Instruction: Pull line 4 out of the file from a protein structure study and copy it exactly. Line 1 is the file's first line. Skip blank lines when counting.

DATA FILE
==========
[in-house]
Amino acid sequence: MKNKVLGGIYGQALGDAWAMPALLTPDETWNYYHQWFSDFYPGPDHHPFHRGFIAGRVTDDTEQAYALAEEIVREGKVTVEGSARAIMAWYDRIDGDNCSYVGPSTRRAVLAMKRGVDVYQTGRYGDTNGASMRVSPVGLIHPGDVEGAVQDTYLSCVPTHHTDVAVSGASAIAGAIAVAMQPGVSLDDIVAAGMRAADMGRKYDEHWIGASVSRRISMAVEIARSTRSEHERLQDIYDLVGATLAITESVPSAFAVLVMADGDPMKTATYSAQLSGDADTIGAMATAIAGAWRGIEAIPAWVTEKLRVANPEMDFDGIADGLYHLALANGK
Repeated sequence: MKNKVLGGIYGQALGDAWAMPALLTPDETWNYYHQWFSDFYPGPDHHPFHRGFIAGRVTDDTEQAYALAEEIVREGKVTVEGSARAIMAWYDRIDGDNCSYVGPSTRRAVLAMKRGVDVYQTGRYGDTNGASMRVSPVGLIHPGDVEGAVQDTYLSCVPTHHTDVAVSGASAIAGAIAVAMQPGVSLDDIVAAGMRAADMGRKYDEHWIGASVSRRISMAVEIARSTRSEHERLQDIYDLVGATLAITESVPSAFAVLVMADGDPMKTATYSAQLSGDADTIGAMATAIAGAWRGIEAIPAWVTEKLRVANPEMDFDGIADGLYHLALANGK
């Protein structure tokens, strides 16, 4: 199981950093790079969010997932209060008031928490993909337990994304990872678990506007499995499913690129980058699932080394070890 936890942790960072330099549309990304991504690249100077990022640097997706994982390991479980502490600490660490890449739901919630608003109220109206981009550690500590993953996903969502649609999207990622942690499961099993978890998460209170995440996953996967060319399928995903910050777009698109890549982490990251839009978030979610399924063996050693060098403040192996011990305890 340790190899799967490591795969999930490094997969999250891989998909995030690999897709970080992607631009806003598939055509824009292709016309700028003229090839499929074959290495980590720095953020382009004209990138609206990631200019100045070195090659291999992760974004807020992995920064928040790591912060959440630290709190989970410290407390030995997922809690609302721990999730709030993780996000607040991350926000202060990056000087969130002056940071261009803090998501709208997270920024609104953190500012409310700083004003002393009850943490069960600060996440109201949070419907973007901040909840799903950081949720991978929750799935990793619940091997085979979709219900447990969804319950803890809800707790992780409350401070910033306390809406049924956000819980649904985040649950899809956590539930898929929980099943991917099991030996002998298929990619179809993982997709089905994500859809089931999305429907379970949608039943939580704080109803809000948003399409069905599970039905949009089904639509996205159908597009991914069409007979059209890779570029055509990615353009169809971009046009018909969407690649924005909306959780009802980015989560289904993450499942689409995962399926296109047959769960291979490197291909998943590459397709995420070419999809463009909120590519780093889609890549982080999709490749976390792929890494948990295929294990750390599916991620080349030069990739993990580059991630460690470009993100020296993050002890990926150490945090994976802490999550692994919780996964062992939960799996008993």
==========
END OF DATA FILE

């Protein structure tokens, strides 16, 4: 199981950093790079969010997932209060008031928490993909337990994304990872678990506007499995499913690129980058699932080394070890 936890942790960072330099549309990304991504690249100077990022640097997706994982390991479980502490600490660490890449739901919630608003109220109206981009550690500590993953996903969502649609999207990622942690499961099993978890998460209170995440996953996967060319399928995903910050777009698109890549982490990251839009978030979610399924063996050693060098403040192996011990305890 340790190899799967490591795969999930490094997969999250891989998909995030690999897709970080992607631009806003598939055509824009292709016309700028003229090839499929074959290495980590720095953020382009004209990138609206990631200019100045070195090659291999992760974004807020992995920064928040790591912060959440630290709190989970410290407390030995997922809690609302721990999730709030993780996000607040991350926000202060990056000087969130002056940071261009803090998501709208997270920024609104953190500012409310700083004003002393009850943490069960600060996440109201949070419907973007901040909840799903950081949720991978929750799935990793619940091997085979979709219900447990969804319950803890809800707790992780409350401070910033306390809406049924956000819980649904985040649950899809956590539930898929929980099943991917099991030996002998298929990619179809993982997709089905994500859809089931999305429907379970949608039943939580704080109803809000948003399409069905599970039905949009089904639509996205159908597009991914069409007979059209890779570029055509990615353009169809971009046009018909969407690649924005909306959780009802980015989560289904993450499942689409995962399926296109047959769960291979490197291909998943590459397709995420070419999809463009909120590519780093889609890549982080999709490749976390792929890494948990295929294990750390599916991620080349030069990739993990580059991630460690470009993100020296993050002890990926150490945090994976802490999550692994919780996964062992939960799996008993």